"It's all right," I told him. "If I'm going to do this, I'm going to do it myself."
I have the microphone now. I'm trying to speak, but the trainer keeps interrupting.
"You're coming from your head," he says. I'm supposed to come from my heart. I start over several times. By the time he lets me finish, my knees are shaking. I mutter something about how I limit myself in order to protect other people's feelings, then sit down.
"Who makes you feel that way?" he asks from the stage. I stand again.
"Um," I whisper into the microphone, "my parents?" I burst into tears. The trainer asks a series of questions about my family. When he's done, everyone applauds. I don't stop crying all day. I seem to have experienced some sort of psychological breakthrough. If this is what it takes to make me a better person, I want more.
Level I: The Stand lasts four days. Like all Vistar courses, it happens in a hotel conference room. Against one wall, there is a small stage with a microphone stand, a stool, and an easel. The trainer either paces the stage or perches expectantly on the stool. When he wants to illustrate something, he draws on the easel paper with a black marker. We sit uncomfortably close, in chairs that are hooked together at the sides.
My 34 fellow enrollees are mostly white, middle-class professionals. A psychologist from Reno, Nevada, is there because her husband's Vistar experience worked wonders for their marriage. A 73-year-old minister signed up because his son, who was in the midst of the Vistar training, got down on his knees and begged his father to do the same.
For two evenings followed by two full days, we are led through a series of games, lectures, and exercises. In between, we are encouraged to share personal epiphanies. Some exercises are uncomfortably intimate. During one, I sit across from someone, stare into his eyes, and complete sentences the trainer provides: "What I don't want you to know about me is..." "The way you can love me is..." In another, we split into pairs and take turns lying in each other's lap. One of us plays parent, the other child. There is a lot of nervous laughter, but in time the physical closeness begins to seem normal, even comforting.
The games explore themes that are amplified in the next lecture, and the exercises that follow encourage personal exploration, which lead us to our epiphanies. People participate enthusiastically, even when it gets difficult. Periodically, there are tense moments. On the first day, a participant refuses to attend a followup seminar and, after a brief confrontation, he is asked to leave. On the second day, a quartet of smokers is late getting back from a break. They are called to the front of the room.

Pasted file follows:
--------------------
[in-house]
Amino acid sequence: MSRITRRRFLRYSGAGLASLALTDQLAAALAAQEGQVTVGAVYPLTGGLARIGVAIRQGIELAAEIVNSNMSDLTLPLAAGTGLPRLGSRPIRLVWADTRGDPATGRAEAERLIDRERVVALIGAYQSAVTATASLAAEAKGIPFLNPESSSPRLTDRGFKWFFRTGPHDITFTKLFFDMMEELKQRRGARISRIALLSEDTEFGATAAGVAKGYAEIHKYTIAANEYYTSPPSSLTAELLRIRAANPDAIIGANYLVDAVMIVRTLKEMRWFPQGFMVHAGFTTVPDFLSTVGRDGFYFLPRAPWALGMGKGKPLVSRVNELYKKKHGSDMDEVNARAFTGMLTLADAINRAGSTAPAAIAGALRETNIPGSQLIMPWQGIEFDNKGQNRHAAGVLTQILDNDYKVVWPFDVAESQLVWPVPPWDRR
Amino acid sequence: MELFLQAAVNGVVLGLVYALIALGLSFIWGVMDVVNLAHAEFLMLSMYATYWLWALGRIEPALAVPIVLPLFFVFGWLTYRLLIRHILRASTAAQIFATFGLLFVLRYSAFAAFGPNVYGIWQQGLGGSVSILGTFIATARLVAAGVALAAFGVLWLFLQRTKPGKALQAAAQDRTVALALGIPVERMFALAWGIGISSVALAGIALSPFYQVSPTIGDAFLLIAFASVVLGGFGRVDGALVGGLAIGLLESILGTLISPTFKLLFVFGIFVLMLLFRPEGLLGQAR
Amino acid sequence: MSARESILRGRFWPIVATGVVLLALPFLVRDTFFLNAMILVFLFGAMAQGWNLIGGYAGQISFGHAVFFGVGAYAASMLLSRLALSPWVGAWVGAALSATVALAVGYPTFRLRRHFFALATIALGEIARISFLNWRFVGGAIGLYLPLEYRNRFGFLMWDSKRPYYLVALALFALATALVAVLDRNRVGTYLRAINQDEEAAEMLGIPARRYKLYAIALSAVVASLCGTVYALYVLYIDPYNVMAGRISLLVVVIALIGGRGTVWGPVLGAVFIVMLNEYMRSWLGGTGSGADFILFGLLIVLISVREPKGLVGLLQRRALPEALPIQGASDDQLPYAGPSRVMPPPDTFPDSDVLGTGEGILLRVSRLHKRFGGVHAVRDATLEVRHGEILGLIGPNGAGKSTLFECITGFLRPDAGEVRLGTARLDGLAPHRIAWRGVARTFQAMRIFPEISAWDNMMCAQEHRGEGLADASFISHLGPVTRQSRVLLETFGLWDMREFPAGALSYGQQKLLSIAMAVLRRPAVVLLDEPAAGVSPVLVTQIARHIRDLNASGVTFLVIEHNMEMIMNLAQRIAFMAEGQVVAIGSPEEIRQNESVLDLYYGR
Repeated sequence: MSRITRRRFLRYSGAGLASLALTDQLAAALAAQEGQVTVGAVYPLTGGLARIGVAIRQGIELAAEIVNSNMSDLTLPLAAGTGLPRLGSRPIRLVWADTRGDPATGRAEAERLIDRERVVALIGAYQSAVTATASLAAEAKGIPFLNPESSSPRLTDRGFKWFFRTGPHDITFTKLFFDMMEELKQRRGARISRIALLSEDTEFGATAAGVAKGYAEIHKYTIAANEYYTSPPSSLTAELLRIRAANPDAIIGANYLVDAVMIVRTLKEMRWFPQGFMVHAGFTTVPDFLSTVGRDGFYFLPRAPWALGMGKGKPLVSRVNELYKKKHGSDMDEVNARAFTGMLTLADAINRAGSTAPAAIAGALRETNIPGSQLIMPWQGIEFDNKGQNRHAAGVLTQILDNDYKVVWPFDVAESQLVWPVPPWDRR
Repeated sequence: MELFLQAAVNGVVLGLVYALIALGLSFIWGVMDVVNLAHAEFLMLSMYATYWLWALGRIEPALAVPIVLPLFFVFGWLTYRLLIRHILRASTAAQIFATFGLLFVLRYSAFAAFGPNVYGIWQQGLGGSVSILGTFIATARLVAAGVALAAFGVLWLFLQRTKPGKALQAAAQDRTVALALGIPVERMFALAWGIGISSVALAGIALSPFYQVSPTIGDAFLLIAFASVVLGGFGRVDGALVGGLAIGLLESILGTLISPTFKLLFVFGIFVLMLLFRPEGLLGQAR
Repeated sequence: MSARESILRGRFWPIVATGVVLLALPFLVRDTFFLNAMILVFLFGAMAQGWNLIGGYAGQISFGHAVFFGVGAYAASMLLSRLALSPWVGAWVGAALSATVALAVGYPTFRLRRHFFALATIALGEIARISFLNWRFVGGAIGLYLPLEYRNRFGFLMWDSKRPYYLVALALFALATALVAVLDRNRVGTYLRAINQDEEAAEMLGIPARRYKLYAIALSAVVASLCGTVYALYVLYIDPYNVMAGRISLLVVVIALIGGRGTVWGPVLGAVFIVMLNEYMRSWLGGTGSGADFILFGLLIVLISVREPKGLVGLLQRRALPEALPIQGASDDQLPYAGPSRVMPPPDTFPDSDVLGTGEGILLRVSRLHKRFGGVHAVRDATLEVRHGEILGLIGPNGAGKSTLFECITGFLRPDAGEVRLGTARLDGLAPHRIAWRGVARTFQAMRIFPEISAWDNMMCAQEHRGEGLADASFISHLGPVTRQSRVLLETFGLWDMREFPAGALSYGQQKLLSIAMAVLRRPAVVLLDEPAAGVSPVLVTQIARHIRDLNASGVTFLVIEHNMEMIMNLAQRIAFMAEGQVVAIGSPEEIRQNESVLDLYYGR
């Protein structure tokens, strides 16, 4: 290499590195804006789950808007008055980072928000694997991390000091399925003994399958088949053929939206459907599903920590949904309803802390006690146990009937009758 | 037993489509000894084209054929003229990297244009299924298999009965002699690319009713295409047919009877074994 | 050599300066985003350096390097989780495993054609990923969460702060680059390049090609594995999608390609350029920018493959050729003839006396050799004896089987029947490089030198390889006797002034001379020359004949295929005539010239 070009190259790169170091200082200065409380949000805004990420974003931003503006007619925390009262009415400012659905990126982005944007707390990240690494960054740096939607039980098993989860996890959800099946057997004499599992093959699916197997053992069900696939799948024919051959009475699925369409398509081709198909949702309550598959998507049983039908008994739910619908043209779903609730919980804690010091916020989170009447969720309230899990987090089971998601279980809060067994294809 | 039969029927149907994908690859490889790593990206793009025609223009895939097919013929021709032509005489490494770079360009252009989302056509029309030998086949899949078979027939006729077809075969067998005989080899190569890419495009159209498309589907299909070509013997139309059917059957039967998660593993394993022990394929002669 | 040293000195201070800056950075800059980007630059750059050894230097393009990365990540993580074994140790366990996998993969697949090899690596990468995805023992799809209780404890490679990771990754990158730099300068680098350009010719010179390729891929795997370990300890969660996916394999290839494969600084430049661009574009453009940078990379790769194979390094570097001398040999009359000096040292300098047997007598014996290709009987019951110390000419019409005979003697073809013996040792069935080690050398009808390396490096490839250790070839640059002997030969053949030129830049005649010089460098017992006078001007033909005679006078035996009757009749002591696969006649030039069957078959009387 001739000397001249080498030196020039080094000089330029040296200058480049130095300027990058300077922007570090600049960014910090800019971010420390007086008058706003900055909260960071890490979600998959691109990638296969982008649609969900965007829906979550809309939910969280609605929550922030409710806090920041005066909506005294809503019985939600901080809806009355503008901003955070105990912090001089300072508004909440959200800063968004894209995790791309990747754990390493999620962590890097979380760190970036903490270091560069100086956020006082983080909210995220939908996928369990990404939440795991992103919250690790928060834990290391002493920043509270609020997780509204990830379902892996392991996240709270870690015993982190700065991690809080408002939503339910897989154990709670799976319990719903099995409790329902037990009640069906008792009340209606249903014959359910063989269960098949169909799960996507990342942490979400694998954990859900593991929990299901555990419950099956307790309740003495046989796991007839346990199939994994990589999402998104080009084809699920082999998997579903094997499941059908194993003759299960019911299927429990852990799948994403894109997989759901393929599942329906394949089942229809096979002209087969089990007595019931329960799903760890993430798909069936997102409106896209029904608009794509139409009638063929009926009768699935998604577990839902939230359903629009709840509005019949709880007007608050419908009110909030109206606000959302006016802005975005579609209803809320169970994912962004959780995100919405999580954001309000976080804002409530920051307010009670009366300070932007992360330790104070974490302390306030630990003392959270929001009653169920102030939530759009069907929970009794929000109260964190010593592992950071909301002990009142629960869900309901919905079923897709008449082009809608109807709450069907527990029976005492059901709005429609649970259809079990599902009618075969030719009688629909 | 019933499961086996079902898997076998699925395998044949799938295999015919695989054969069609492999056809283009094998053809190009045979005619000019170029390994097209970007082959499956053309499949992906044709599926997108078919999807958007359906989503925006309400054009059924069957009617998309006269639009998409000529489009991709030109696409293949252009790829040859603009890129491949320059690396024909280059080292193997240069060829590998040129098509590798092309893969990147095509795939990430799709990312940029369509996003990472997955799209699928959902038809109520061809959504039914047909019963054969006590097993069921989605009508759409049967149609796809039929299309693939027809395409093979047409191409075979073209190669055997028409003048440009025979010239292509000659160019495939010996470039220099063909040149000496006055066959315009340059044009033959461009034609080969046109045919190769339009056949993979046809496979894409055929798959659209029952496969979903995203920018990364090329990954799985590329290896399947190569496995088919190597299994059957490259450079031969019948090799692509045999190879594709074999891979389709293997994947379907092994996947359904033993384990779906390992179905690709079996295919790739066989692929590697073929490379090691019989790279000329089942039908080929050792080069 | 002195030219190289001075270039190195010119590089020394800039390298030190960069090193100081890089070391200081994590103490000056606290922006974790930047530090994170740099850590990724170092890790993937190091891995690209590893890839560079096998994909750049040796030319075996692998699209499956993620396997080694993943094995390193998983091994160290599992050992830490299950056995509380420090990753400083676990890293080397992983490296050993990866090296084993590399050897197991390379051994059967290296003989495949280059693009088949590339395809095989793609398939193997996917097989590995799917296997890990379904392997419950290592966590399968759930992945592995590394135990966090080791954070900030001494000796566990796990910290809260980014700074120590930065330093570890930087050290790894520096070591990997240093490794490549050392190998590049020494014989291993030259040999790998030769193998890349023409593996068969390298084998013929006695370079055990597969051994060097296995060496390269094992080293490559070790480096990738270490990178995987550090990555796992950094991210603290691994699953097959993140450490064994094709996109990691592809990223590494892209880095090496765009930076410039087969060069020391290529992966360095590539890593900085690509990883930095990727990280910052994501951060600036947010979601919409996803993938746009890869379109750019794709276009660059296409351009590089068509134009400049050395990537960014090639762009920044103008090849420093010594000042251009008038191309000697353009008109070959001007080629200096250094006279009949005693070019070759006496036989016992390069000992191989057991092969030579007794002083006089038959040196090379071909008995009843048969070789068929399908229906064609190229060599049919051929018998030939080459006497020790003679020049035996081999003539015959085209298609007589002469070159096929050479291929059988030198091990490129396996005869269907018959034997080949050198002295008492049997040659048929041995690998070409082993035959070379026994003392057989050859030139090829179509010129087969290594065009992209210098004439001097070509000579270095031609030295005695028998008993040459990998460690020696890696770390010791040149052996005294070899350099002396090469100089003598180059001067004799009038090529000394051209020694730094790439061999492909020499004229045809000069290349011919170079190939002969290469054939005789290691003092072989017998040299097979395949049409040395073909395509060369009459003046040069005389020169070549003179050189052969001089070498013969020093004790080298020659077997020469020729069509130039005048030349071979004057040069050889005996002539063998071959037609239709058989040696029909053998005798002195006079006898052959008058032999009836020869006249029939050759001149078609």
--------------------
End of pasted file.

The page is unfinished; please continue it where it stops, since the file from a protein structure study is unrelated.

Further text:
"What was more important to you than being on time?" the trainer demands. The four hang their heads. "What was more important to you than being on time?" he asks again. When they don't answer, he mocks their behavior. He tells them this is a perfect example of why their lives have stalled. He calls their smoking self-indulgent. Resistant. Weak. He asks them to confess other ways they are self-indulgent, resistant, and weak. They do. "You want a better job?" he asks one woman. "Tell me why you deserve it. What do you have to offer? Indulgence?"
When the smokers sit down, they're sobbing. The same thing happens to other people who question the training or are uncooperative. Sometimes it happens for no reason. But I assume the pain has a purpose.
Early on, most epiphanies are weepy stories of failure and disappointment. But by the third day, the stories are self-congratulatory. We begin to pinpoint, in various exercises, the major stumbling blocks in our lives. In my case, it is arrogance. I sought success as a means of self-glorification, rather than serving the world and humanity. I failed to keep my commitments. So, I decide it is time to stop cutting myself slack and start, as Vistar put it, "holding myself to greatness."
By then, "commitment" is a crucial concept. The trainer mocks the wider world, where promises are rarely kept, calling it "the drift." He implies that we are in on a glorious secret: We understand, as few people do, that the success we are seeking will arrive as soon as we learn how to make commitments, and then "enroll" other people. Enrollment, we learn, is key. For one thing, we can't do everything alone. But more important, enrollment is the only true test of our commitment.
As the seminar ends, our trainer asks us if we want to practice enrollment. Of course we do. He tells us Vistar is sponsoring an evening lecture. We commit to enrolling a certain number of people, then discuss what resistance we might encounter.
"Not enough money," someone says. The lecture costs $10.
"Is it really about money?'' the trainer asks.
We laugh. We know better. Of course it isn't about money. Lack of money is a cover story--a lie you tell yourself to resist what you really want.
We list other possible excuses. Then someone says, "They might think it's a cult?" There is a tense silence as we brace for an attack. Then the trainer laughs and soon we are laughing along: Oh, the lies people tell themselves to avoid success. To me, the idea that Vistar could be a cult is absurd. These people want to help me reach my goals, not change them.